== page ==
Running away from the star kitsch that crowns the Sagrada Familia of my every day more spoiled hometown, I traveled yesterday to Paris, where I learned that for March of next year the publication is finally announced Premises (Places), Perec’s monumental and unfinished book, an unpublished for many years awaited. I went to Paris and, at the end of the day, I even felt reassured after verifying that there at least everything was still in its place, especially my three favorite places. The first of them, rue Vaneau. As always, at first glance, a quiet road where nothing happens, but where things don’t stop happening underground, perhaps because there are still the worlds of André Gide, Emmanuel Bove, the apartment where Rita Gombrowicz lives, the Syrian embassy, the mysterious Chanaleilles mansion, the Dupeyroux pharmacy, Karl Marx’s first apartment in Paris …
Afterwards, I went to rue Saint-Guillaume, to see my second place in the city: the Maison de Verre (The House of Glass). I could not see the building from the street, but that has always happened because the house is not visible unless one presses a password on the intercom and moves towards the front yard of the property, and that is something I have never wanted to do . It has always seemed enough to be planted in front of that labyrinthine glass house, whose interior for years, having seen it only in a documentary, I suspected had a structure identical to that of my mind. Naturally, my suspicion collapsed the day I made it public and, in amused reaction, the owners of the Maison de Verre, very hospitable Americans, wrote to me inviting me to visit it and thus, incidentally, they said with a sense of humor, I could take a long walk through my own brain. I was so terrified to discover that it was so easy to enter there that I looked for an excuse not to have to go, but yesterday I stood in front of 31 rue Saint-Guillaume and had a good time not seeing the house, but knowing that I was invited to it. The house, in the thirties and when it had other owners, was much frequented by Walter Benjamin, to the point that it influenced his constructivist interpretation of Paul Scheerbart’s utopian project for a “new glass environment that would profoundly transform humanity”. This is how Benjamin defined it at least, for whom living in glass houses was going to be “the revolutionary virtue par excellence”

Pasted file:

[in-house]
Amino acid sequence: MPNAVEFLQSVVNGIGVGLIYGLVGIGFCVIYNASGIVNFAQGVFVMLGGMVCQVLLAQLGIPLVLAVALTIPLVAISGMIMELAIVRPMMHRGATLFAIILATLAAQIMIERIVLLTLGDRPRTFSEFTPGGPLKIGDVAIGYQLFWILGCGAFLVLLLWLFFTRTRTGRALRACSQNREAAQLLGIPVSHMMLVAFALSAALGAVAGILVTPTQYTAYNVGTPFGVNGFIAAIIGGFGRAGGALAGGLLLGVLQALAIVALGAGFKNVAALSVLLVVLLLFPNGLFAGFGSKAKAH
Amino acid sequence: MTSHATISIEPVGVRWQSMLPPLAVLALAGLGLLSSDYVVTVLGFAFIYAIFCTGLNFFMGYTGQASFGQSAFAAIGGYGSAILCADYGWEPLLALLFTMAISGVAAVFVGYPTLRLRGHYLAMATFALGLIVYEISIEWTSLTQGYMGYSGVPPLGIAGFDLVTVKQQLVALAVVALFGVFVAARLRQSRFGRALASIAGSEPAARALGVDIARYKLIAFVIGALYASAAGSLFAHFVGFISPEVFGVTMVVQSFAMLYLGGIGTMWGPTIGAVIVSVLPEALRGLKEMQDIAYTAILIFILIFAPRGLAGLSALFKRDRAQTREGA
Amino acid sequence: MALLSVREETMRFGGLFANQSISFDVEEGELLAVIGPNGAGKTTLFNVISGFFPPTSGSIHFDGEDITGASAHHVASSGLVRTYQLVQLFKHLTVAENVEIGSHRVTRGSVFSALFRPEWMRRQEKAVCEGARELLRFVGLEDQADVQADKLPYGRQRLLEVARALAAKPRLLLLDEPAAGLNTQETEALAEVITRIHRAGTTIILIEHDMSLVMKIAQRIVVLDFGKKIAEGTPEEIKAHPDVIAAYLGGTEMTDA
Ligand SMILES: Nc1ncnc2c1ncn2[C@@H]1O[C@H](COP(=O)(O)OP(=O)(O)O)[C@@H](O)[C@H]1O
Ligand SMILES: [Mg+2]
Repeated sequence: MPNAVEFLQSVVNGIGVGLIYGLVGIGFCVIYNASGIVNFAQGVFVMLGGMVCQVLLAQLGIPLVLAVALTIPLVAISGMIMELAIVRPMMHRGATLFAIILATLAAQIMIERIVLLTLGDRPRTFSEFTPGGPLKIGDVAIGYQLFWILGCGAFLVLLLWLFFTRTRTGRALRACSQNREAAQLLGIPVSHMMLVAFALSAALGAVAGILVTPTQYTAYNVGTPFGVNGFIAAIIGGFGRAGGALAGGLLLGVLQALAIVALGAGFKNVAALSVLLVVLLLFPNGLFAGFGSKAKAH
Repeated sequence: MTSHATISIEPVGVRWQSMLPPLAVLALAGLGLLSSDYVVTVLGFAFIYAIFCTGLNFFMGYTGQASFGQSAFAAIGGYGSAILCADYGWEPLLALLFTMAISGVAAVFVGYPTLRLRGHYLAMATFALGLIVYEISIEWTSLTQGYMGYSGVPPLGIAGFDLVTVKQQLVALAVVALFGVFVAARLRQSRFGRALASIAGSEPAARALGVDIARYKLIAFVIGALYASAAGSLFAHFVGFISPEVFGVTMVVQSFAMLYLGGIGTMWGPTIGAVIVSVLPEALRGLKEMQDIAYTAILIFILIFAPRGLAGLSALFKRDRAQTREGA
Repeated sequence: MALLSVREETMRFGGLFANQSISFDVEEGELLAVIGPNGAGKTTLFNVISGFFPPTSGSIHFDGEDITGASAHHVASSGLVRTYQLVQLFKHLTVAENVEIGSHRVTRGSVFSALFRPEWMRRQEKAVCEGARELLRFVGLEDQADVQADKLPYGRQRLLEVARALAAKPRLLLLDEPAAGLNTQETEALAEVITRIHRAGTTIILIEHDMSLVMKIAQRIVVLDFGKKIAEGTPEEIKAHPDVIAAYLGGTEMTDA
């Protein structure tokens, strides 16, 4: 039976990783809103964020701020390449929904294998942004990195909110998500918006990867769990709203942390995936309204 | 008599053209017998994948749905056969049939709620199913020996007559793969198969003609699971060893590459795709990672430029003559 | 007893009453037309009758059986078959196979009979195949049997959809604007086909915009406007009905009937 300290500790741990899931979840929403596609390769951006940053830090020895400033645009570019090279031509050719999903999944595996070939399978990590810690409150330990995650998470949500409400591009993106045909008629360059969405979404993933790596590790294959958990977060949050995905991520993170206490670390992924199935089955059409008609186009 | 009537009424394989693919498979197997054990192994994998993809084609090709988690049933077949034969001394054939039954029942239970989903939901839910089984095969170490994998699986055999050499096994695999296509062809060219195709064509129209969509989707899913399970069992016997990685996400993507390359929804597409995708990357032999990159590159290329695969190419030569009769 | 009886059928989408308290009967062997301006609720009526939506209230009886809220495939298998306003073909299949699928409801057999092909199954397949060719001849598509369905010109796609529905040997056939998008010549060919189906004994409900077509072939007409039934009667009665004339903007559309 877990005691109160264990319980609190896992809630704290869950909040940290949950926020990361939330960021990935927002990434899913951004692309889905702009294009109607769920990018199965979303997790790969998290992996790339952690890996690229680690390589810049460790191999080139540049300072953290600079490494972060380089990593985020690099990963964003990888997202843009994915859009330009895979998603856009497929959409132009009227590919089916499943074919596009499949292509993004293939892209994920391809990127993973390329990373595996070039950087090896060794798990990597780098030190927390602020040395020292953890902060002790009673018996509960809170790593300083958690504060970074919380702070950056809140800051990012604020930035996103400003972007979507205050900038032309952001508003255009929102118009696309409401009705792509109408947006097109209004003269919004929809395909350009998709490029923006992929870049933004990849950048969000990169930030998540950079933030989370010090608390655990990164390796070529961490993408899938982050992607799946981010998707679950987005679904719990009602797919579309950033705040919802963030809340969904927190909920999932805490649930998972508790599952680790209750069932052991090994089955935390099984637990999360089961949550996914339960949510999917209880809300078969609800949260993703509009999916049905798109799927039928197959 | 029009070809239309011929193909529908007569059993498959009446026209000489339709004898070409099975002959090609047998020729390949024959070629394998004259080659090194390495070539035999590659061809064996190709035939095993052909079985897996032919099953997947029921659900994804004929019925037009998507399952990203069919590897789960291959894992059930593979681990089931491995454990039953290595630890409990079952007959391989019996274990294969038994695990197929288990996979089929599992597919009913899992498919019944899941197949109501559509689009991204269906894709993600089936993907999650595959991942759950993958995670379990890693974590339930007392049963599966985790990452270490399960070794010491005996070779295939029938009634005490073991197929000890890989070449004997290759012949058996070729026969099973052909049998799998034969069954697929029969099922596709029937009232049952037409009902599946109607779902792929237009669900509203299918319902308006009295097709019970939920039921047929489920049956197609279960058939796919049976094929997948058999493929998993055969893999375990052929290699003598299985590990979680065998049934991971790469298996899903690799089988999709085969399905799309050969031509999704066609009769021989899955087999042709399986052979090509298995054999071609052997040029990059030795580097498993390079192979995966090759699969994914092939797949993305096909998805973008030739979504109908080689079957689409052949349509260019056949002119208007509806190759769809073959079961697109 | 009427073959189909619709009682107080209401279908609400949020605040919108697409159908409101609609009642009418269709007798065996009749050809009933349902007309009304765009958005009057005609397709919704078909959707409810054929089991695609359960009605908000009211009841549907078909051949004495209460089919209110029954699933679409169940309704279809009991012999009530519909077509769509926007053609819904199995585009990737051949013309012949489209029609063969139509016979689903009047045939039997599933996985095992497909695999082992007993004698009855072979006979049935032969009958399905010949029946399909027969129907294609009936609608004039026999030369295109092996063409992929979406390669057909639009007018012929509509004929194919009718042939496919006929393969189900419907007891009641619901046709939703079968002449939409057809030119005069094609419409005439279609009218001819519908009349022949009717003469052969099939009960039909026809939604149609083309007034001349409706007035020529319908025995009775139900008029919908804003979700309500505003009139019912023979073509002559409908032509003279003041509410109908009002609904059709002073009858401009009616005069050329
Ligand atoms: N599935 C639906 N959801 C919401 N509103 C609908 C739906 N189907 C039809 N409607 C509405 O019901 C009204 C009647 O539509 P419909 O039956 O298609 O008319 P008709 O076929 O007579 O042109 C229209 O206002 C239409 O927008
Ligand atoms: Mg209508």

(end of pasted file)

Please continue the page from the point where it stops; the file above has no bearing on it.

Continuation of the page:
Then, as if to complete the classic street-house-death cycle, I went to Tiers-Temps, the residence that Samuel Beckett retired to when he got tired of it all. It is a white building located at 24 rue Rémy-Dumoncel, near the Mouton-Duvernet metro. There Beckett wrote his last poem What is the Word. The surroundings are still intact, gray, deeply beckettianos. The Avenida del General Leclerc, for example, continues to inspire a poetry of rare beauty and plunges the clueless stroller into the radical desolation of places that we feel as beautiful as excessively helpless, perhaps because language always collapses there.
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